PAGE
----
The future of the rare Sumatran elephant is at risk from habitat loss and it could be wiped out within 30 years, says top conservation group WWF. The Sumatran elephant population has already been halved in a generation and almost 70% of its habitat has been lost due to deforestation and plantations, the environmental group says.
As a result, the status of the Sumatran elephant has risen from "endangered" to "critically endangered" on the IUCN Red List of Threatened Species and the WWF has urged the Indonesian Government to immediately halt habitat loss.
The Red List states, "Although as a species Sumatran elephants are protected under Indonesia law, eighty five per cent of their habitats which are located outside of protected areas, are outside of the protection system and likely to be converted to agricultural and other purposes."
There are thought to be up to 2,800 Sumatran elephants (Elephas maximus sumatranus) in the wild, which is half the figure estimated in 1985.
Scientists fear that if the habitat loss continues, the species could disappear from the wild in under 30 years.
Dr. Carlos Drews, Director of WWF's Global Species Programme, says, "The Sumatran elephant joins a growing list of Indonesian species that are critically endangered, including the Sumatran orangutan, the Javan and Sumatran rhinos and the Sumatran tiger.
"Unless urgent and effective conservation action is taken these magnificent animals are likely to go extinct within our lifetime."
The Red List is produced by the International Union for Conservation of Nature and Natural Resources.
Sumatran elephant corpse in Riau, Indonesia; Credit: © WWF-Indonesia/Syamsuardi
Apart from Sri Lanka and India, it is believed that Sumatra is home to some of the largest numbers of Asian elephants, but it also lost more than two-thirds of its lowland forest - the best elephant habitat - within 25 years.
WWF is urging the Government of Indonesia to stop deforestation in the elephants' natural home, until a conservation plan is introduced. It also wants the government to identify and protect significant habitat areas and connect smaller habitats by conservation corridors.
Asian elephant expert Ajay Desai says, "It's very important that the Government of Indonesia, conservation organizations and agro-forestry companies recognize the critical status of elephant and other wildlife in Sumatra and take effective steps to conserve them.
"Indonesia must act now before it's too late to protect Sumatra's last remaining natural forests, especially elephant habitats."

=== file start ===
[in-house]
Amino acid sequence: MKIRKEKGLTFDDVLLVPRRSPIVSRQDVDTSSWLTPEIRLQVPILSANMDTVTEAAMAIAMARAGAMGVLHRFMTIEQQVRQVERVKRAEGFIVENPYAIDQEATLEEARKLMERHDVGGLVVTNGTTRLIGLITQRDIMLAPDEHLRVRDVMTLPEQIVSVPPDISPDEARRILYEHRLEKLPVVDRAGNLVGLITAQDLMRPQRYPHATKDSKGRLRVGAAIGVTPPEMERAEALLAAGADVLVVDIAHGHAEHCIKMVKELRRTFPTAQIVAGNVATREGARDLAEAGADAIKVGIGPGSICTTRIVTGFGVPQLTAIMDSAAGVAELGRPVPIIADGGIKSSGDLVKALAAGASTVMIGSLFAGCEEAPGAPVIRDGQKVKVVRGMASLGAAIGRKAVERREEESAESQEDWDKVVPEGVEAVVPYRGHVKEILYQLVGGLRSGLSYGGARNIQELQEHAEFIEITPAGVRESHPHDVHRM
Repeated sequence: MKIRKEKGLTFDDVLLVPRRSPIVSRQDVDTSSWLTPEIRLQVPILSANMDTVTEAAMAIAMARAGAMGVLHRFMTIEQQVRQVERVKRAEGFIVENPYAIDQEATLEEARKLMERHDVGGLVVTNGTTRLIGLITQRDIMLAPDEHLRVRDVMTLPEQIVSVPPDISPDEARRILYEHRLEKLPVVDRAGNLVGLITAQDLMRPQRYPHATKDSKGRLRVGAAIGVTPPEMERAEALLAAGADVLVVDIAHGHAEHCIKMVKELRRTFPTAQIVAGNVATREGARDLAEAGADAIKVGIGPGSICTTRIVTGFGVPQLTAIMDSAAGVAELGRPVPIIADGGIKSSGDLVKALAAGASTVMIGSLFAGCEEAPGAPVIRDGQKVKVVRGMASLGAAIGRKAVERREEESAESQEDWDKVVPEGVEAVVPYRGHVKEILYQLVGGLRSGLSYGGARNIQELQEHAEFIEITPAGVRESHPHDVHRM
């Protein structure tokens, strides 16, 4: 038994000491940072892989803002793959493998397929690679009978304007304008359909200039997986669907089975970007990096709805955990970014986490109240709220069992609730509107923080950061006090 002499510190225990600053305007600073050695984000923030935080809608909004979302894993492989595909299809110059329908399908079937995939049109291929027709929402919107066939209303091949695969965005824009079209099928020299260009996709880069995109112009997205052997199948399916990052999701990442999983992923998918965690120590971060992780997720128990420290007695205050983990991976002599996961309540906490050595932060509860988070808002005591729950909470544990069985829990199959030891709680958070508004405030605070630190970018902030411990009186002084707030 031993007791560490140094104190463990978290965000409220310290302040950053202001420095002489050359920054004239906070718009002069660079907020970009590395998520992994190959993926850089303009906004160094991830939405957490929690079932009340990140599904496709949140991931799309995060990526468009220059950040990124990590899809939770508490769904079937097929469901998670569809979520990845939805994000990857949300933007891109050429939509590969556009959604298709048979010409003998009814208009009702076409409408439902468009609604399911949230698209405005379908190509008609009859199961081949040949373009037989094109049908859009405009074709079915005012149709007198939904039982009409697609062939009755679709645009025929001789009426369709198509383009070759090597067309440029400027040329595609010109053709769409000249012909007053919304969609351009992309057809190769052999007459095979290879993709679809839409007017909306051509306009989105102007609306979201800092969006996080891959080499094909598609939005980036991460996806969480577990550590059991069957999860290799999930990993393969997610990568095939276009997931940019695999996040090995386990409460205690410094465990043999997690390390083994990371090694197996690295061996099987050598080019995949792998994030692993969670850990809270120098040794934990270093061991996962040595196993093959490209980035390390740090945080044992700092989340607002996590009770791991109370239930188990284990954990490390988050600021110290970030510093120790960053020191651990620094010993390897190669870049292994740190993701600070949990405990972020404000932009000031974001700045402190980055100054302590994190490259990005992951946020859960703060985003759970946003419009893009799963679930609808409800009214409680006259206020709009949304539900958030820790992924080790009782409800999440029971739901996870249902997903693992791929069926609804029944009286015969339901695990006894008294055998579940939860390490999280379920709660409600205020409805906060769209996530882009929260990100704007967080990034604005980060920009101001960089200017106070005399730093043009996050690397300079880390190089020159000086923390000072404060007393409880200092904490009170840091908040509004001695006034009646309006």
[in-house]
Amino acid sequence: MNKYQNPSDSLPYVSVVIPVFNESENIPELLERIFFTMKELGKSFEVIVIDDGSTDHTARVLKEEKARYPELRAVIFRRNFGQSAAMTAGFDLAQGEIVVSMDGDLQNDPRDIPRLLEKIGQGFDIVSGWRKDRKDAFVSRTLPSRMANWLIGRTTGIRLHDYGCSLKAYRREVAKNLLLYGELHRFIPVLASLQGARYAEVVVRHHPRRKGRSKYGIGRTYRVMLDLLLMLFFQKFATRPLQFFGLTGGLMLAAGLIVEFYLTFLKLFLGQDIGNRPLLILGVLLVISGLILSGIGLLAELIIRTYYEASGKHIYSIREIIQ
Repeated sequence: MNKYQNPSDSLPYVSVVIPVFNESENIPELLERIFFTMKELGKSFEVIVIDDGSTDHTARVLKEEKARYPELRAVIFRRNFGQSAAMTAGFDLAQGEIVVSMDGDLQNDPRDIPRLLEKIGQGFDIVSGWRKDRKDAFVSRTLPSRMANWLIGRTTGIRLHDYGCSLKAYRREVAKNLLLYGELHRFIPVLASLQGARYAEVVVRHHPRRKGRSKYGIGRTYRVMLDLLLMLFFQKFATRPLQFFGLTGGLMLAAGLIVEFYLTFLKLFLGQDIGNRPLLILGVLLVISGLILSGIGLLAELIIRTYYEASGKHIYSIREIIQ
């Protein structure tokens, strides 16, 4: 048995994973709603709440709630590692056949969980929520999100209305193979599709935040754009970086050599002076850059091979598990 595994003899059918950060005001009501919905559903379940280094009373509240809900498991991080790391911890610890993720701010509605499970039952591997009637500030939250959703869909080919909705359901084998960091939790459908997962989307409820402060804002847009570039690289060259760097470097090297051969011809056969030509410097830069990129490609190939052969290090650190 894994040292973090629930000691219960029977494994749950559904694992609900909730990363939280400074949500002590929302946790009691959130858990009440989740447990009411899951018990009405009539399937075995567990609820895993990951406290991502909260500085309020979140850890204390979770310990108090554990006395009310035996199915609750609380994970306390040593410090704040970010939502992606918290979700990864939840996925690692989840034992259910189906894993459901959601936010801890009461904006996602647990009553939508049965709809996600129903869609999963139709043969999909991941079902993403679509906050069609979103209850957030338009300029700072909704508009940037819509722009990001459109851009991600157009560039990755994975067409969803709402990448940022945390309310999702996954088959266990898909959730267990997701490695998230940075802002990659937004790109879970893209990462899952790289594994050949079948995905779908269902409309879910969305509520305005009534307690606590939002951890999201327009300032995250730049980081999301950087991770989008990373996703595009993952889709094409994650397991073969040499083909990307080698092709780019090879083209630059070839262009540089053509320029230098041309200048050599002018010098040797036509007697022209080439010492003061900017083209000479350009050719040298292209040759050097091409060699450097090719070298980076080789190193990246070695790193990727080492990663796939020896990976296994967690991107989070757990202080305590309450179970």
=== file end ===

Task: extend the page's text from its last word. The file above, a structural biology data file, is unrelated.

In Riau Province, elephant numbers have fallen 80 per cent under 25 years due to deforestation by paper and pulp industries and oil palm plantations.
Anwar Purwoto, from WWF-Indonesia, says, "Riau Province has already lost six of its nine herds to extinction. The last surviving elephants may soon disappear if the government doesn't take steps to stop forest conversion and effectively protect the elephants.
"Forest concession holders such as pulp and paper companies and the palm oil industry have a legal and ethical obligation to protect endangered species within their concessions."
In Lampung Province forest loss has caused the number of elephant herds has dropped from 12 in the 1980 to just three by 2002 and only two are thought to be biologically viable.
Dr. A. Christy Williams, Head of WWF's Asian Elephant Programme, says, "In the mid-1980s, Sumatra had forty-four elephant populations spread across all of its eight provinces, and the island still had half of its natural forests.
"Due to conversions of those forests for human settlement and agricultural production, many elephant populations have come into serious conflicts with humans. As a result, a large number of elephants have been captured from the wild or killed."
WWF calls on all parties, including the Indonesian Government, oil palm companies, the pulp and paper industry and environmental groups, to work together to conserve the Sumatran elephants' habitat.
WWF has more than five million supporters and a global network active in more than 100 countries. WWF works to stop the degradation of the earth's natural environment and help humans live in harmony with nature, through conservation, the use of sustainable and renewable natural resources and reducing pollution.